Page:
Crowdfunding launched to nuke threatening asteroids
Sen—A new crowdfunding campaign has been launched to raise money for a rapid, first line of defence against potentially life-threatening asteroids.
The project, called the Emergency Asteroid Defence Project (EADP), aims to protect the planet from large asteroids and other Near Earth Objects (NEOs) by building a Hypervelocity Asteroid Intercept Vehicle, or HAIV (pronounced "Hai-vee").
The spacecraft will combine physical impact on the surface with the use of nuclear explosives to change the course of the asteroid—or even destroy it—before it poses a significant threat to Earth, and with only a few days' warning.
The project is the idea of a Danish non-governmental organisation which has launched the funding campaign on Indiegogo to support the mission.
According to NASA there are over 12,600 known NEOs. Around 871 of these are asteroids with a diameter of one km or larger, and 1,581 have been classified as Potentially Hazardous Asteroids (PHAs)—defined as those that have the potential to make threateningly close approaches to Earth.
However, it is estimated that there could be a million NEOs that are not currently monitored. Although NASA has not detected any objects larger than one km that pose an impact hazard to Earth in the next 100 years, smaller asteroids that could pose a threat do pass near our planet.
Although some agencies are working on deflection methods that work within a response time of five to ten years, the team behind EADP saw the need to have a system in place that could effectively deflect or destroy an incoming asteroid with a short warning time of anything between five years and a few days. With events like the Chelyabinsk impact in Russia catching everyone by surprise, the push to implement such a plan seemed more vital than ever to the EADP team.
In 2014, Bong Wie, Professor of Aerospace Engineering and Director of the Asteroid Deflection Research Center (ADRC) at Iowa State University, USA, developed the HAIV concept with NASA funding.
Henrik Jacobsen, Project Manager and Chairman of EADP, explained the design to Sen. He said: "The HAIV is a space bus attached to a rocket, such as a Falcon 9 or Falcon Heavy. When in space, the HAIV will locate the asteroid and steer towards it. It is then a two-body system, where the first part will hit the surface and form a crater, and the second part, being more effective due to the crater, will then impact about 0.2 seconds later with a kinetic impactor. The kinetic impactor could then carry a NED (Nuclear Explosive Device), if we need that amount of energy, to explode and mitigate the asteroid."
Illustration showing the HAIV concept, consisting of an impactor and a nuclear device. Image credit: EADP
"The fact that a HAIV needs an NED means that it is politically sensitive for governmental agencies such as NASA and ESA to work on this type of mission," continued Jacobsen. "However, if we have a short warning time and an asteroid would be headed towards London or New York, a HAIV with an NED is the only solution that would work in order to save lives.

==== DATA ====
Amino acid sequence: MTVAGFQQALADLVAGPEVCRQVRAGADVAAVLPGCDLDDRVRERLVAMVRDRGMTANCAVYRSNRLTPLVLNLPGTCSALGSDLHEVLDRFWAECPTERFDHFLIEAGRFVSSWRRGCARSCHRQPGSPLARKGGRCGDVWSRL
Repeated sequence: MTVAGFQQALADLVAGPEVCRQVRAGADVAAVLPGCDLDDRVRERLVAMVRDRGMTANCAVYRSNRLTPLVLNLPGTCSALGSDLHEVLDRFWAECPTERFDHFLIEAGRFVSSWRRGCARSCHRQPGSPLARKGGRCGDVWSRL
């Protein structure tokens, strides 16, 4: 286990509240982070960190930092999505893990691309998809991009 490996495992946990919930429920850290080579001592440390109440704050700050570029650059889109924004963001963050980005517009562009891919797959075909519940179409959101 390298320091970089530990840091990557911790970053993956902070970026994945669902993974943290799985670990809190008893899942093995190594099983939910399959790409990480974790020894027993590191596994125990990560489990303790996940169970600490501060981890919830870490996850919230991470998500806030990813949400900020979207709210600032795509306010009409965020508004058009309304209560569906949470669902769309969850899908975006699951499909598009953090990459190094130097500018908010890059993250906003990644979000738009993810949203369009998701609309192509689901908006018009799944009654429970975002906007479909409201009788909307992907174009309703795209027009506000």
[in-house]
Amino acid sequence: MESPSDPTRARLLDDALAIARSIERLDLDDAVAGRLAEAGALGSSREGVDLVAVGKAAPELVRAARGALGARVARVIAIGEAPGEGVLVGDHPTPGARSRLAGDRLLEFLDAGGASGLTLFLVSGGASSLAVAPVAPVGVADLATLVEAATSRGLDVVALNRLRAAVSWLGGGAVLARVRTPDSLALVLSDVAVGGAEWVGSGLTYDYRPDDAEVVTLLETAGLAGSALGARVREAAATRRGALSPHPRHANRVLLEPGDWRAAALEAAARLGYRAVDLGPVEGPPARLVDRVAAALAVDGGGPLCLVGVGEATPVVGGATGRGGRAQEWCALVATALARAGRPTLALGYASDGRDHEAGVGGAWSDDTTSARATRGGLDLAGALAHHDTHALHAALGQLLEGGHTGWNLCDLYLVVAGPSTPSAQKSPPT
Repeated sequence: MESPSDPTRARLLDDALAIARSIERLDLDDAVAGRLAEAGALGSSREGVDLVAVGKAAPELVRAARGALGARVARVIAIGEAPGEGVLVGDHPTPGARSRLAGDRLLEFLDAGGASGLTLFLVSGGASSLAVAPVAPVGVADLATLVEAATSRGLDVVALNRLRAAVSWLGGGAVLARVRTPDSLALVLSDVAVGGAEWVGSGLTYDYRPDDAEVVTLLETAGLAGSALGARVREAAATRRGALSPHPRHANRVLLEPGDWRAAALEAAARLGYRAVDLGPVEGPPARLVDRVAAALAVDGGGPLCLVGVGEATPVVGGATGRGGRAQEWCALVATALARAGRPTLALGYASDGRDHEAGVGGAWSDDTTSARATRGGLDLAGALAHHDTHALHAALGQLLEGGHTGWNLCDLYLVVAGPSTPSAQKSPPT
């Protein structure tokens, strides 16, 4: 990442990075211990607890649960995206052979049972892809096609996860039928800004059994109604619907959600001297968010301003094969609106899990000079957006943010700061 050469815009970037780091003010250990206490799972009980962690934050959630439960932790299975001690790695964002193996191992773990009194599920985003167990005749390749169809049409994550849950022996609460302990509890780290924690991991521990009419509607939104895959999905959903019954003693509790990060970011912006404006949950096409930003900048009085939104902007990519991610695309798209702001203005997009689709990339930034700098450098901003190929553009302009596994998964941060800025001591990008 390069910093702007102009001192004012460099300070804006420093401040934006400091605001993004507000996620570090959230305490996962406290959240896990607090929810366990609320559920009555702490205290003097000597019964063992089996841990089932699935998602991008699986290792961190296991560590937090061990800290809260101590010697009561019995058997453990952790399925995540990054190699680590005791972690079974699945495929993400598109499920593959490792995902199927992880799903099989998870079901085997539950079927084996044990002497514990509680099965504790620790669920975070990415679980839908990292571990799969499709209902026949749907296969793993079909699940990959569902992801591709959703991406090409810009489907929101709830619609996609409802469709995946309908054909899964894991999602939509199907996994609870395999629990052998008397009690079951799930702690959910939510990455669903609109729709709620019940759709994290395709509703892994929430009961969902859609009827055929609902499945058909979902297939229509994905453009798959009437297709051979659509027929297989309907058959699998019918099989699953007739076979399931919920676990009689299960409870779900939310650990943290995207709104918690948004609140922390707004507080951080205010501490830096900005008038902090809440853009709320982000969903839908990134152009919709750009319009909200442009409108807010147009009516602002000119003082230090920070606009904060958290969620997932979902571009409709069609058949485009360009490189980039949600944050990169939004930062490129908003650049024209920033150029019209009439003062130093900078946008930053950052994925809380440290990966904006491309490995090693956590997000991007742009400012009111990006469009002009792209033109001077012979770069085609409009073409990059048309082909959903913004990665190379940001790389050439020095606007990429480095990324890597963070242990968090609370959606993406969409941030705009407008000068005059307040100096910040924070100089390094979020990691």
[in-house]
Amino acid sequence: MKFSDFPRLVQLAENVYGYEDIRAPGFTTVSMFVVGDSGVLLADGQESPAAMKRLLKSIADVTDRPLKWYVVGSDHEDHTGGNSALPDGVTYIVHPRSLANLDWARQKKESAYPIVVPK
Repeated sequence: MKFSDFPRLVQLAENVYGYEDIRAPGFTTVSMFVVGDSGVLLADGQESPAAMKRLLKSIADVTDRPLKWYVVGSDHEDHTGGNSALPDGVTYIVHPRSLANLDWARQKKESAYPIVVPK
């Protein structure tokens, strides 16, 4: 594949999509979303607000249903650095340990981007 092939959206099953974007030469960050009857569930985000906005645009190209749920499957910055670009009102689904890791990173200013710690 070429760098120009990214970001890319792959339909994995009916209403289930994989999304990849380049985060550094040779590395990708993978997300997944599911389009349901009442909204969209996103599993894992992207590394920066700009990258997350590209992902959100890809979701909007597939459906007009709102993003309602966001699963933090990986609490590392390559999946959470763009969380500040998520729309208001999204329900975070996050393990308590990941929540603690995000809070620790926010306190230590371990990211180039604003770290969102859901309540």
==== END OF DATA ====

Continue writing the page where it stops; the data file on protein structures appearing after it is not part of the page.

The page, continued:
"In regard to the political sensitives on our website, Frans von der Dunk has made a report that states that, according to international law, it would be acceptable to use a nuclear payload on a HAIV to send towards an asteroid if it meant saving lives."
The crowdfunding campaign on Indiegogo aims to raise $200,000 needed to design the blueprints for the vehicle and establish the timeline and costs to build and launch a test HAIV. Gifts based on the amount donated, ranging from astronaut ice cream to a private dinner with the EADP team, are being offered as incentive to back the project.
"We are also looking into other means of funding, such as philanthropists and businesses, but we perceive the protection of the whole world from asteroids as a global threat which should have everyone’s interest," said Jacobsen. "Crowdfunding platforms such as Indiegogo and Kickstarter are global platforms for 'the crowd', so crowdfunding is an excellent way of making this a global project for everyone."
Although there is nothing officially in place yet, international space agencies have been developing other asteroid-deflection techniques. A robotic spacecraft is being developed for NASA's Asteroid Redirect Mission (ARM), due for launch in 2020, that will use a technique called a "gravity tractor"—by entering into a specific "halo" orbit around the asteroid and picking up a large boulder up to 4m (13 feet) wide from the surface, the gravitational effects on the body can be manipulated enough to allow the ARM robotic spacecraft to slowly "pull" the asteroid in a desired direction.
NASA is also playing a part in a joint collaboration between ESA, the German Aerospace Center (DLR), Observatoire de la Côte d´Azur (OCA), and John Hopkins University Applied Physics Laboratory (JHU/APL), to develop the Asteroid Impact & Deflection Assessment (AIDA) mission. The AIDA mission will demonstrate how to deflect an asteroid using the kinetic impactor method when binary asteroid 65803 Didymos (1996 GT) approaches close to Earth in October 2022.